Date of Award

Summer 8-2013

Degree Type

Dissertation

Degree Name

Doctor of Philosophy (PhD)

Department

Criminal Justice

Committee Chair

Dr. W. Wesley Johnson

Committee Chair Department

Criminal Justice

Committee Member 2

Dr. Lisa Nored

Committee Member 2 Department

Criminal Justice

Committee Member 3

Dr. Mary K. Evans

Committee Member 3 Department

Criminal Justice

Committee Member 4

Dr. Richard Mohn

Committee Member 4 Department

Educational Studies and Research

Abstract

In his 2012 Presidential Address to the American Society of Criminology, Robert Sampson purported that causality can only be reached when social science researchers accept that individual actions are dependent on social context. He referred to this as contextual causality and argued that future research needed to focus on how to measure and/or reoperationalize community measures of crime.

There were three primary goals of this study. First was to provide a better understanding of victim-offender convergence in time and space (Cohen & Felson, 1979) within incidents of violent crime. In order to meet this goal, 90 city agencies’ incident and individual-level data from 2005-2009 were collected through the National Incident Based Reporting System (NIBRS). The second goal of this study was to provide a parsimonious measure of the social effects on crime and victim-offender convergence Thus, the concept of resilience was used and operationalized as a measure of social characteristics within the areas in which the incidents of violent crime occurred. Lastly, the third goal of this study was to provide a measure of contextual causality (Sampson, 2013) by incorporating both individual and social-level variables to explain victim-offender convergence (Cohen & Felson, 1979). Therefore, additional data were collected from the American Community Survey, the Election Atlas, and the Online Almanac.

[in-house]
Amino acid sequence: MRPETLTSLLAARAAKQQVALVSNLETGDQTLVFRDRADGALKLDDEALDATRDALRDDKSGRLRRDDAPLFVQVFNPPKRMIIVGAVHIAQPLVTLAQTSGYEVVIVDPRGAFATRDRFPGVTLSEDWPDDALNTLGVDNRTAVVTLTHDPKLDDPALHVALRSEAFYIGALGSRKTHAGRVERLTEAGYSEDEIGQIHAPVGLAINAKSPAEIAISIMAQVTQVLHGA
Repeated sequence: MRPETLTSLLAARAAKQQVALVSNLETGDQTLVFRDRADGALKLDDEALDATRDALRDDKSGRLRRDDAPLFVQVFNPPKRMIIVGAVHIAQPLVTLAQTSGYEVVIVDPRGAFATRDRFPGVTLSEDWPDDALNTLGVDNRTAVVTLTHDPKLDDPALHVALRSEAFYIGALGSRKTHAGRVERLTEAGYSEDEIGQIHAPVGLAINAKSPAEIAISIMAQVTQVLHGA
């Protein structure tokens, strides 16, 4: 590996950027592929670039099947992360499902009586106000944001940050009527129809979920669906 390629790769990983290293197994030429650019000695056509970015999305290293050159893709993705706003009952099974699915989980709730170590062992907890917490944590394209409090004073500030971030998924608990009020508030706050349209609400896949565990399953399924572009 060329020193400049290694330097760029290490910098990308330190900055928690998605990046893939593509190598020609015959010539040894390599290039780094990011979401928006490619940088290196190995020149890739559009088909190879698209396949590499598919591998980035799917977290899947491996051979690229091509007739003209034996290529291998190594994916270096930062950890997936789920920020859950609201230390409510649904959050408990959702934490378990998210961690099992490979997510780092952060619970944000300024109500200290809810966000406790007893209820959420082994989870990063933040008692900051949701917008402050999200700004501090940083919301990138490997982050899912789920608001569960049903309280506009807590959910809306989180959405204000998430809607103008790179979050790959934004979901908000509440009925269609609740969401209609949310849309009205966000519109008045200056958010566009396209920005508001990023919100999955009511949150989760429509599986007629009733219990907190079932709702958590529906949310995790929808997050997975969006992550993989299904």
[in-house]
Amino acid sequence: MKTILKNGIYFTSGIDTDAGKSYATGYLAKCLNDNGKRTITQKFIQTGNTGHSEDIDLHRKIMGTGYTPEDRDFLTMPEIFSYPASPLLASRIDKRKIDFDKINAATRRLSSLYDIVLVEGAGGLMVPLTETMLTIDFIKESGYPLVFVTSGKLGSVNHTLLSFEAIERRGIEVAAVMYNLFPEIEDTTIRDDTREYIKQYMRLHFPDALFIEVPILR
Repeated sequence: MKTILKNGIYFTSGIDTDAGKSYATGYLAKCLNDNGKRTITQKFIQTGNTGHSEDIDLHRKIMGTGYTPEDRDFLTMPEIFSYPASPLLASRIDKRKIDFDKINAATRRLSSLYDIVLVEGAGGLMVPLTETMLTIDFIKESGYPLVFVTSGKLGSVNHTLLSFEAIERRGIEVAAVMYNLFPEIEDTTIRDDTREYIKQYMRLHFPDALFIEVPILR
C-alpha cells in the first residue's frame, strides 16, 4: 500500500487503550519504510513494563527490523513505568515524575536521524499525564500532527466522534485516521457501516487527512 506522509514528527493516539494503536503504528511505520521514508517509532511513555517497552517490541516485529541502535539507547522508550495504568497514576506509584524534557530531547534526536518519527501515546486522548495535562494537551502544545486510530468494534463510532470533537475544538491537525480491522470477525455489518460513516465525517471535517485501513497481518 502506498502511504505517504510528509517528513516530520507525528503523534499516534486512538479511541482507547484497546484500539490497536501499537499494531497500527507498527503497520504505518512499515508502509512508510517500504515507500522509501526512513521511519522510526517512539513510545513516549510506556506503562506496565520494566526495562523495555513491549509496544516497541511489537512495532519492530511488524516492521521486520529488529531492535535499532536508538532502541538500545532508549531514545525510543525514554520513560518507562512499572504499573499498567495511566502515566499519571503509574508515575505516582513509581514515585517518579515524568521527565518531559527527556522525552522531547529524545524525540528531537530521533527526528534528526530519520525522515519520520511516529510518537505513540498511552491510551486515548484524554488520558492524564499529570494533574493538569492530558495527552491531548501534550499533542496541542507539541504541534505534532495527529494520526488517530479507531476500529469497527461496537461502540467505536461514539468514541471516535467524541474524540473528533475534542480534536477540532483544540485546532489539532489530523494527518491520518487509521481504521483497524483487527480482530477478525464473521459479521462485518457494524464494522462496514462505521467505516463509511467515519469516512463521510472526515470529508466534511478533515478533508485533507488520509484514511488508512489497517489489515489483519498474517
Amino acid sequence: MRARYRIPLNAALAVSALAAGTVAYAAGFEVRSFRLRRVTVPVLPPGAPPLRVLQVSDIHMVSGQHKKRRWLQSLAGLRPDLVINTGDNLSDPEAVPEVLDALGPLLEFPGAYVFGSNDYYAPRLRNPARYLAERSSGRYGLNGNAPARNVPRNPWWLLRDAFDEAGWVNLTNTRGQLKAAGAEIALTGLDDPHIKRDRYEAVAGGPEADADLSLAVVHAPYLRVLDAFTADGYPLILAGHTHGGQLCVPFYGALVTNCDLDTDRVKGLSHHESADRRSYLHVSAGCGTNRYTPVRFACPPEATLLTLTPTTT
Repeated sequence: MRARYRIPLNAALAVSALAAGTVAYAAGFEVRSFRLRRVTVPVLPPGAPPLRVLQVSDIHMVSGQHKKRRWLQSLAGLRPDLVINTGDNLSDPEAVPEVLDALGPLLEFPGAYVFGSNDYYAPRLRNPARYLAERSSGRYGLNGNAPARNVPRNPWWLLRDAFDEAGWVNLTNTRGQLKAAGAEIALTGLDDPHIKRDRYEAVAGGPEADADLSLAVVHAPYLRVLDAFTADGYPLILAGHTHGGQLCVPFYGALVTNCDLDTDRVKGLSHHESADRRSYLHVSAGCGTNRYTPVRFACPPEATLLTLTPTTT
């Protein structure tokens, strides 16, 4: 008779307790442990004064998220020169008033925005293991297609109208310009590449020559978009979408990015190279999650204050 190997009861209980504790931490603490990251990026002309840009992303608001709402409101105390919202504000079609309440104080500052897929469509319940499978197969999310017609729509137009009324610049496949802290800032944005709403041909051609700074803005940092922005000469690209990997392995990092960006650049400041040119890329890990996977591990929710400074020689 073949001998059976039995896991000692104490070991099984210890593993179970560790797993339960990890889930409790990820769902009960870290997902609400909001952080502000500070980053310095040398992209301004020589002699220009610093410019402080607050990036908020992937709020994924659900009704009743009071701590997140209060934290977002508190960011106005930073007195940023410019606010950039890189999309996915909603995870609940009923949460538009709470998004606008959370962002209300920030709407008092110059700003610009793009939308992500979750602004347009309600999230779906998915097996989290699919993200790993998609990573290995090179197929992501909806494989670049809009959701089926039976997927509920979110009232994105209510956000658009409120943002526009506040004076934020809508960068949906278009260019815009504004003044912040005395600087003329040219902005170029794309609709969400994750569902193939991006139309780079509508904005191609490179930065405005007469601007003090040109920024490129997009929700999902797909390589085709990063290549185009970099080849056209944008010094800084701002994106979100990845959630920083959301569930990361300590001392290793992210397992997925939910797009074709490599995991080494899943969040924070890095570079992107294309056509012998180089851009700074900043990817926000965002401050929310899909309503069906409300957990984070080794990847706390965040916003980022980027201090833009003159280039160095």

Using two ordinary least squares regression models, the results demonstrated that social resilience explained more variance in crime rates within the 90 city agencies than exposure, physical and social disorder, or economic resilience; however, economic resilience explained more variance in the average rate of change in crime within the 90 city agencies. Moreover, the multilevel analysis revealed that individual-level variables generally have significant effects on both the place of crime and the victim-offender relationship. Furthermore, the results revealed that resilience generally demonstrated significant effects on place of crime and the victim-offender relationship. The implications and policy recommendations are then discussed.

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